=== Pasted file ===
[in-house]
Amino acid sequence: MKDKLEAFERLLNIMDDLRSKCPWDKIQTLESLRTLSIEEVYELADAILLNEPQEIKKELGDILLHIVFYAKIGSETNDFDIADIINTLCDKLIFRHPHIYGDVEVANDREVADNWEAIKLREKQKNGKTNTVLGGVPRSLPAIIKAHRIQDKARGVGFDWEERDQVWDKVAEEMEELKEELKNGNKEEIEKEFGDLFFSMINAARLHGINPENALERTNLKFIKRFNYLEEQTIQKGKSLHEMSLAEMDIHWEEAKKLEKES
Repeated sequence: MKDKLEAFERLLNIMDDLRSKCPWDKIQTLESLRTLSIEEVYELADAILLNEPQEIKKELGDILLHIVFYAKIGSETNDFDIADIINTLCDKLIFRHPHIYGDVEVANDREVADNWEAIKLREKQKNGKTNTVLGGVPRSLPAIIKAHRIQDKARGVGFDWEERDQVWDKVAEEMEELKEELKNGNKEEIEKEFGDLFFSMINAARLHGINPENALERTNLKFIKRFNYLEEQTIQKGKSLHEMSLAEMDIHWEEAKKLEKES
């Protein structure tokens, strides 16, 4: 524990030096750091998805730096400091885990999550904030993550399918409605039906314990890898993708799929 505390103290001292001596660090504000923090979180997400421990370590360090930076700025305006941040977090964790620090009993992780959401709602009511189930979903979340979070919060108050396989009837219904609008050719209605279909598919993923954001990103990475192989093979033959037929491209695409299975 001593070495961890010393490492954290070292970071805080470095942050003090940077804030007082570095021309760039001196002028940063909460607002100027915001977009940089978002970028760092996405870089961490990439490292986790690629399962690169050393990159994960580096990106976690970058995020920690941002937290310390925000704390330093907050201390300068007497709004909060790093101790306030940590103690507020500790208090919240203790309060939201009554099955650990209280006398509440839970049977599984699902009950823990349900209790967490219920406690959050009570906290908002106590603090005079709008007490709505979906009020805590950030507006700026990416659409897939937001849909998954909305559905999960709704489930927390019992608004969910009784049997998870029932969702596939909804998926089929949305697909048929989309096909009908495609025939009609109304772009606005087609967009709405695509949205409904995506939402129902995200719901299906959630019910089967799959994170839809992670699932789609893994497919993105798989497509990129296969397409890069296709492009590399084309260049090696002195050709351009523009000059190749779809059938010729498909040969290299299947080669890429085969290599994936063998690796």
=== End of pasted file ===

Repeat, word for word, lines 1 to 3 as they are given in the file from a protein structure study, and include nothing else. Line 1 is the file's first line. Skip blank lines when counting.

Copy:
[in-house]
Amino acid sequence: MKDKLEAFERLLNIMDDLRSKCPWDKIQTLESLRTLSIEEVYELADAILLNEPQEIKKELGDILLHIVFYAKIGSETNDFDIADIINTLCDKLIFRHPHIYGDVEVANDREVADNWEAIKLREKQKNGKTNTVLGGVPRSLPAIIKAHRIQDKARGVGFDWEERDQVWDKVAEEMEELKEELKNGNKEEIEKEFGDLFFSMINAARLHGINPENALERTNLKFIKRFNYLEEQTIQKGKSLHEMSLAEMDIHWEEAKKLEKES
Repeated sequence: MKDKLEAFERLLNIMDDLRSKCPWDKIQTLESLRTLSIEEVYELADAILLNEPQEIKKELGDILLHIVFYAKIGSETNDFDIADIINTLCDKLIFRHPHIYGDVEVANDREVADNWEAIKLREKQKNGKTNTVLGGVPRSLPAIIKAHRIQDKARGVGFDWEERDQVWDKVAEEMEELKEELKNGNKEEIEKEFGDLFFSMINAARLHGINPENALERTNLKFIKRFNYLEEQTIQKGKSLHEMSLAEMDIHWEEAKKLEKES